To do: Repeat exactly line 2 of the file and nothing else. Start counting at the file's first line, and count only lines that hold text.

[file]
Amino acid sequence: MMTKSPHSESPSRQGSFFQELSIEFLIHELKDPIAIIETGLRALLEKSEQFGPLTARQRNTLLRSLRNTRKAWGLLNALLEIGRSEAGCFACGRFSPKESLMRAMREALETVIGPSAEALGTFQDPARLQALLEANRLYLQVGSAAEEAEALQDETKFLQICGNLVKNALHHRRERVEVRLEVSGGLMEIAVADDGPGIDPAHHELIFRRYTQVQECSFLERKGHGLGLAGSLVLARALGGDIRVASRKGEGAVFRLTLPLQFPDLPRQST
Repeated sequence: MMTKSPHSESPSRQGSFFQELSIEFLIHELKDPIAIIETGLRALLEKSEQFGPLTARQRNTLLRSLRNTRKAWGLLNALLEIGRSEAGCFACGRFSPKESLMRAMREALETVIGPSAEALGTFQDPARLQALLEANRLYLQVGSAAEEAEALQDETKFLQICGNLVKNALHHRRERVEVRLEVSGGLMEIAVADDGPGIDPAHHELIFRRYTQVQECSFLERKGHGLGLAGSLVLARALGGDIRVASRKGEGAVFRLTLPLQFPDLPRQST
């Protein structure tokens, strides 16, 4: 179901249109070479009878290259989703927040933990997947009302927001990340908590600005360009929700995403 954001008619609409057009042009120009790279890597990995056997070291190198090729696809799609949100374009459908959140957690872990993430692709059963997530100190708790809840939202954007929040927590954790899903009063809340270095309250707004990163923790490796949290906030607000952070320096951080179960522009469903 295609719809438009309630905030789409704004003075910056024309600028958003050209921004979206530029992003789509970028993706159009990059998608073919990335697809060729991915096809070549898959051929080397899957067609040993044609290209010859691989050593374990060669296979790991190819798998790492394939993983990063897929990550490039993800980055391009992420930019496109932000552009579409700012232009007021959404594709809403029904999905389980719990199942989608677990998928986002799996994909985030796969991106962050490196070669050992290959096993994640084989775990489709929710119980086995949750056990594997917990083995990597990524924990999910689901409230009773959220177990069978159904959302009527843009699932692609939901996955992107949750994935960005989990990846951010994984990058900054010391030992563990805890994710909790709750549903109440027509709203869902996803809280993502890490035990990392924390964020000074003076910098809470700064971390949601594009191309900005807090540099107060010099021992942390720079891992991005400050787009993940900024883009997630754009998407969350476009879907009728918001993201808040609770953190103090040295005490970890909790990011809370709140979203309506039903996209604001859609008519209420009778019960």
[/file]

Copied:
Repeated sequence: MMTKSPHSESPSRQGSFFQELSIEFLIHELKDPIAIIETGLRALLEKSEQFGPLTARQRNTLLRSLRNTRKAWGLLNALLEIGRSEAGCFACGRFSPKESLMRAMREALETVIGPSAEALGTFQDPARLQALLEANRLYLQVGSAAEEAEALQDETKFLQICGNLVKNALHHRRERVEVRLEVSGGLMEIAVADDGPGIDPAHHELIFRRYTQVQECSFLERKGHGLGLAGSLVLARALGGDIRVASRKGEGAVFRLTLPLQFPDLPRQST